Many protists exist as parasites that infect and cause diseases in their hosts.
- Identify the effects on humans of protist pathogens
- The protist parasite Plasmodium must colonize both a mosquito and a vertebrate; P. falciparum, which is responsible for 50 percent of malaria cases, is transmitted to humans by the African malaria mosquito, Anopheles gambiae.
- When P. falciparum infects and destroys red blood cells, they burst, and parasitic waste leaks into the blood stream, causing deliruim, fever, and anemia in patients.
- Trypanosoma brucei is responsible for African sleeping sickness which the human immune system is unable to guard against since it has thousands of possible antigens and changes surface glycoproteins with each infectious cycle.
- Another Trypanosoma species, T. cruzi, inhabits the heart and digestive system tissues, causing malnutrition and heart failure.
- Trypanosoma: infects a variety of hosts and cause various diseases, including the fatal African sleeping sickness in humans
- plasmodium: parasitic protozoa that must colonize a mosquito and a vertebrate to complete its life cycle
- pathogen: any organism or substance, especially a microorganism, capable of causing disease, such as bacteria, viruses, protozoa, or fungi
A pathogen is anything that causes disease. Parasites live in or on an organism and harm that organism. A significant number of protists are pathogenic parasites that must infect other organisms to survive and propagate. Protist parasites include the causative agents of malaria, African sleeping sickness, and waterborne gastroenteritis in humans.
Members of the genus Plasmodium must colonize both a mosquito and a vertebrate to complete their life cycle. In vertebrates, the parasite develops in liver cells and goes on to infect red blood cells, bursting from and destroying the blood cells with each asexual replication cycle. Of the four Plasmodium species known to infect humans, P. falciparum accounts for 50 percent of all malaria cases and is the primary cause of disease-related fatalities in tropical regions of the world. In 2010, it was estimated that malaria caused between one and one-half million deaths, mostly in African children. During the course of malaria, P. falciparum can infect and destroy more than one-half of a human’s circulating blood cells, leading to severe anemia. In response to waste products released as the parasites burst from infected blood cells, the host immune system mounts a massive inflammatory response with episodes of delirium-inducing fever as parasites lyse red blood cells, spilling parasitic waste into the bloodstream. P. falciparum is transmitted to humans by the African malaria mosquito, Anopheles gambiae. Techniques to kill, sterilize, or avoid exposure to this highly-aggressive mosquito species are crucial to malaria control.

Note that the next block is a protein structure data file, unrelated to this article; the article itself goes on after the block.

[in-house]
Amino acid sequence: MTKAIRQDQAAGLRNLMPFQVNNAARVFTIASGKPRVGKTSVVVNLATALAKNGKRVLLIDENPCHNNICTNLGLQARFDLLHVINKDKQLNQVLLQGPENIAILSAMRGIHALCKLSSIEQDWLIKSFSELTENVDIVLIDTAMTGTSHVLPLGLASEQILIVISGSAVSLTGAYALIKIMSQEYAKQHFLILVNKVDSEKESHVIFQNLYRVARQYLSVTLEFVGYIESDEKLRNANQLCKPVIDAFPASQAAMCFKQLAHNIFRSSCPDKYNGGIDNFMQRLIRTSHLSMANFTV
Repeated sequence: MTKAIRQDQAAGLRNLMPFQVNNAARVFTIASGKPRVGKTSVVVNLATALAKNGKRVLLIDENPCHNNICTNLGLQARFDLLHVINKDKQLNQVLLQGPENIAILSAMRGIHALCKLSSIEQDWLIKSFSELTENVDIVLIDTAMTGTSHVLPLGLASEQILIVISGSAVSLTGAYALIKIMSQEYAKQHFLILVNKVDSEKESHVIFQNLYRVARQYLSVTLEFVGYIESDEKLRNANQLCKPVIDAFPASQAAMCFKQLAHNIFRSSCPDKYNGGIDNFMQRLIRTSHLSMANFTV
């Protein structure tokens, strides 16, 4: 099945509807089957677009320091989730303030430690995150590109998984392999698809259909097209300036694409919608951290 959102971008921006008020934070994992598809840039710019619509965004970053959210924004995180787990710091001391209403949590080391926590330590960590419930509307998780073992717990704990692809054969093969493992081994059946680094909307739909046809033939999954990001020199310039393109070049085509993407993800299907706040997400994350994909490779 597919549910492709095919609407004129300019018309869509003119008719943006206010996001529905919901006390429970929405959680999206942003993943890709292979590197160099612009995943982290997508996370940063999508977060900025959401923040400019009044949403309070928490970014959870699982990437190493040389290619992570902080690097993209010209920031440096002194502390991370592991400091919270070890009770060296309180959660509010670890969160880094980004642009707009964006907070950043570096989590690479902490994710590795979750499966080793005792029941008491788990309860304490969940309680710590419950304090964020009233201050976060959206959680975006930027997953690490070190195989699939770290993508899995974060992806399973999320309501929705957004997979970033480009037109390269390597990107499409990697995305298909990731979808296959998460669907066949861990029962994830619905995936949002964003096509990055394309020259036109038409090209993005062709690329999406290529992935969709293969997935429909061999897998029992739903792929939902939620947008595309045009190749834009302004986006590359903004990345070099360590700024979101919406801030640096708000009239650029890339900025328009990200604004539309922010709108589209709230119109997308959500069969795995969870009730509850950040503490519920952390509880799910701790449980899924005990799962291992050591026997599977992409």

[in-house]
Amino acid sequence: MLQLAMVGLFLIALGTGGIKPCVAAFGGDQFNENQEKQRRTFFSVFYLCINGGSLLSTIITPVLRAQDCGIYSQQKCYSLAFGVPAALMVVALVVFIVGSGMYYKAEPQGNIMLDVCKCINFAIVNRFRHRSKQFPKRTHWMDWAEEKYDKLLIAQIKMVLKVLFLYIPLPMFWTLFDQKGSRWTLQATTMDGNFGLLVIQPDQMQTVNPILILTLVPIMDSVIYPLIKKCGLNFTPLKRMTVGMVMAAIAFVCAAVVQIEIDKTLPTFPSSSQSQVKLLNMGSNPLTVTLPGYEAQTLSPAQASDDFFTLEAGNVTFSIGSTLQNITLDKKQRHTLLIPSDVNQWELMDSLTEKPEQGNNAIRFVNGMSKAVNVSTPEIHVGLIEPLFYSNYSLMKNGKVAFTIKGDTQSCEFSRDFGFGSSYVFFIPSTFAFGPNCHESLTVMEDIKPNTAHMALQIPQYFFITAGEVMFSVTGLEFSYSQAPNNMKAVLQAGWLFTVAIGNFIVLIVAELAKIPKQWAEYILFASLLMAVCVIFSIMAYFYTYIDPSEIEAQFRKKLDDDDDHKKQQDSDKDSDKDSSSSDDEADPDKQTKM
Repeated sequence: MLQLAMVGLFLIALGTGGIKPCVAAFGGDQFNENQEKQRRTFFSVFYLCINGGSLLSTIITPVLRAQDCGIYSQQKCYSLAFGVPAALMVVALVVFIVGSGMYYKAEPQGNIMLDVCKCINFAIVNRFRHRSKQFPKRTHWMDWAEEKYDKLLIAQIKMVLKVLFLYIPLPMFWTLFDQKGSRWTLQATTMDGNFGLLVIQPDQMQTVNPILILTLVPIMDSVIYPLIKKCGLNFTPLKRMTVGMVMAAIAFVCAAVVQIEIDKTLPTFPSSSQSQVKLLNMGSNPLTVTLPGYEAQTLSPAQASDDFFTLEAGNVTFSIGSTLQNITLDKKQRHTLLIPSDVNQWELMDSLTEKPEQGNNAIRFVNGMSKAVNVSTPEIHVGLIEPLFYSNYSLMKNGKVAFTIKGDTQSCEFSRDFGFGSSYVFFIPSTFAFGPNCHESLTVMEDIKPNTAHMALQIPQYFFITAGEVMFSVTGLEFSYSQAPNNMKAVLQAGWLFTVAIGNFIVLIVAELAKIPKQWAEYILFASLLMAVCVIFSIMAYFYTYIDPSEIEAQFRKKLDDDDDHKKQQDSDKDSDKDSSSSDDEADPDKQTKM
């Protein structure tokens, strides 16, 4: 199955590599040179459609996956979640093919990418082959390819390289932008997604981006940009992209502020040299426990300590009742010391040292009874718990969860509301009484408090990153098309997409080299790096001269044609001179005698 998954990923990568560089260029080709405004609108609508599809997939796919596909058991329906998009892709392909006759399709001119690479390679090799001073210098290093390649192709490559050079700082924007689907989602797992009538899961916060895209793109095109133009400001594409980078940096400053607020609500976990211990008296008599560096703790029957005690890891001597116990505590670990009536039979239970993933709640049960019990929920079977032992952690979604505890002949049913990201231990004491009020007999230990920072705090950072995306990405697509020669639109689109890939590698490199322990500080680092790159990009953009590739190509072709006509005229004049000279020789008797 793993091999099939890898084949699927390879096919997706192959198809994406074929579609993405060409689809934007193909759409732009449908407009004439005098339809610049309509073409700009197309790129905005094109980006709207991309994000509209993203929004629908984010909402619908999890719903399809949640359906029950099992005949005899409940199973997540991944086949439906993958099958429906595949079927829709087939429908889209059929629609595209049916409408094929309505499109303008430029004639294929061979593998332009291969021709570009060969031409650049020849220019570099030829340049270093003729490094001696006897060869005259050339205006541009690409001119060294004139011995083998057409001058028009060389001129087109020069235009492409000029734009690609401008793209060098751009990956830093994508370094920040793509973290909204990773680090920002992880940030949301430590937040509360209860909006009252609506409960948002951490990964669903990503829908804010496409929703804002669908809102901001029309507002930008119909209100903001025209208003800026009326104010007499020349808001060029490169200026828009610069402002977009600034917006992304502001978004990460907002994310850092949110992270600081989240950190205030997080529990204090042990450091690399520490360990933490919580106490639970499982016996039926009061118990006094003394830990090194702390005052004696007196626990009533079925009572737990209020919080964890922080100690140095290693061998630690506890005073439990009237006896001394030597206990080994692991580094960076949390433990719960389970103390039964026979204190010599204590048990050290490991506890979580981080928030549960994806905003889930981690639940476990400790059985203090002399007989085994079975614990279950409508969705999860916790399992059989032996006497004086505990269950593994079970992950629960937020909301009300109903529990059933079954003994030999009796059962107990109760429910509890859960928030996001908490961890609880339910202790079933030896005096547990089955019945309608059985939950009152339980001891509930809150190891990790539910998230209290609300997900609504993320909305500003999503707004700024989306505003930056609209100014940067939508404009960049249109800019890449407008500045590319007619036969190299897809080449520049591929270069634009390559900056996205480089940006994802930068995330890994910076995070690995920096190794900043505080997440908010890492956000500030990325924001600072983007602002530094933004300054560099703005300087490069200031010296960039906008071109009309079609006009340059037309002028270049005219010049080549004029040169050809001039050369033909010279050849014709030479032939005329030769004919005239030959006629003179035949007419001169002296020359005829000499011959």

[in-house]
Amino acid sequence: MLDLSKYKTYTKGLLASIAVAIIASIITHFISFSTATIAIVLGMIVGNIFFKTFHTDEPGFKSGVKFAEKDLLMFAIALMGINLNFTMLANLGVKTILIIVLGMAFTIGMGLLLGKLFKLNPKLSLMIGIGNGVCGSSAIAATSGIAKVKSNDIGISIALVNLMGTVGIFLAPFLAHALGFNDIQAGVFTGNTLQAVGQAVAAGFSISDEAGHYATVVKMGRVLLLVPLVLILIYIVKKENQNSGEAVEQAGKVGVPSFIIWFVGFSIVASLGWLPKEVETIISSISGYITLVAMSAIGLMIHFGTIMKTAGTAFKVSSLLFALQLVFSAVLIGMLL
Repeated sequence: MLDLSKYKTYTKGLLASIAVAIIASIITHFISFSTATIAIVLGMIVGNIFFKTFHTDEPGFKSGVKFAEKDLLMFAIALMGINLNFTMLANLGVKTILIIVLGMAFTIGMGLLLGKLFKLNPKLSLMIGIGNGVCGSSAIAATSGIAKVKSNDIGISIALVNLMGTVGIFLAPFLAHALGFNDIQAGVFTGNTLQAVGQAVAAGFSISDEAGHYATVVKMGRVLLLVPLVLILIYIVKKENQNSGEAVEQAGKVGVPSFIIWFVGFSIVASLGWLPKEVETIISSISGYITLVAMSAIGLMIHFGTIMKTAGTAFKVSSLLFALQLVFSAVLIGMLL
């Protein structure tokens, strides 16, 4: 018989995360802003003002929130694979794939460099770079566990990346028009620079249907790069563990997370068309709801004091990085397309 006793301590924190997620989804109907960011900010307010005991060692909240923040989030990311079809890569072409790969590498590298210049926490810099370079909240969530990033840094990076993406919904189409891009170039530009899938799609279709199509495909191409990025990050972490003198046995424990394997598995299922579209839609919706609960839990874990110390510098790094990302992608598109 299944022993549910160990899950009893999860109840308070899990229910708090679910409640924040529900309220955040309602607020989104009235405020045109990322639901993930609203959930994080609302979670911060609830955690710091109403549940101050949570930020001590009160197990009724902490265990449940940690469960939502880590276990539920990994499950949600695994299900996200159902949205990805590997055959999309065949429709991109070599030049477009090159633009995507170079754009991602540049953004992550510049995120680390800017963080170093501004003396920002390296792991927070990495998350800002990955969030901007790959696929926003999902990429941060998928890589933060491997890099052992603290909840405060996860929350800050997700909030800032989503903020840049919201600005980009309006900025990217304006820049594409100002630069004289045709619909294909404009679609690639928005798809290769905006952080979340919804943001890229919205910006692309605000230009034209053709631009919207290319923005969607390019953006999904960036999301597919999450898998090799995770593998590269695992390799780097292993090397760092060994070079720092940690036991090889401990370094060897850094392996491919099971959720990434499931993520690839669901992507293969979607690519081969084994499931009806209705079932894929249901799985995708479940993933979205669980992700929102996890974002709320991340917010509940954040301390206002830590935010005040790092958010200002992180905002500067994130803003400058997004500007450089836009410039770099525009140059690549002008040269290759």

Red blood cells are shown to be infected with P. falciparum, the causative agent of malaria. In this light microscopic image taken using a 100× oil immersion lens, the ring-shaped P. falciparumstains purple.
Trypanosoma brucei, the parasite that is responsible for African sleeping sickness, confounds the human immune system by changing its thick layer of surface glycoproteins with each infectious cycle. The glycoproteins are identified by the immune system as foreign antigens and a specific antibody defense is mounted against the parasite. However, T. brucei has thousands of possible antigens; with each subsequent generation, the protist switches to a glycoprotein coating of a different molecular structure. In this way, T. brucei is capable of replicating continuously without the immune system ever succeeding in clearing the parasite. Without treatment, T. brucei attacks red blood cells, causing the patient to lapse into a coma and eventually die. During epidemic periods, mortality from the disease can be high. Greater surveillance and control measures lead to a reduction in reported cases; some of the lowest numbers reported in 50 years (fewer than 10,000 cases in all of sub-Saharan Africa) have happened since 2009.
In Latin America, another species, T. cruzi, is responsible for Chagas disease. T. cruzi infections are mainly caused by a blood-sucking bug. The parasite inhabits heart and digestive system tissues in the chronic phase of infection, leading to malnutrition and heart failure due to abnormal heart rhythms. An estimated 10 million people are infected with Chagas disease; it caused 10,000 deaths in 2008.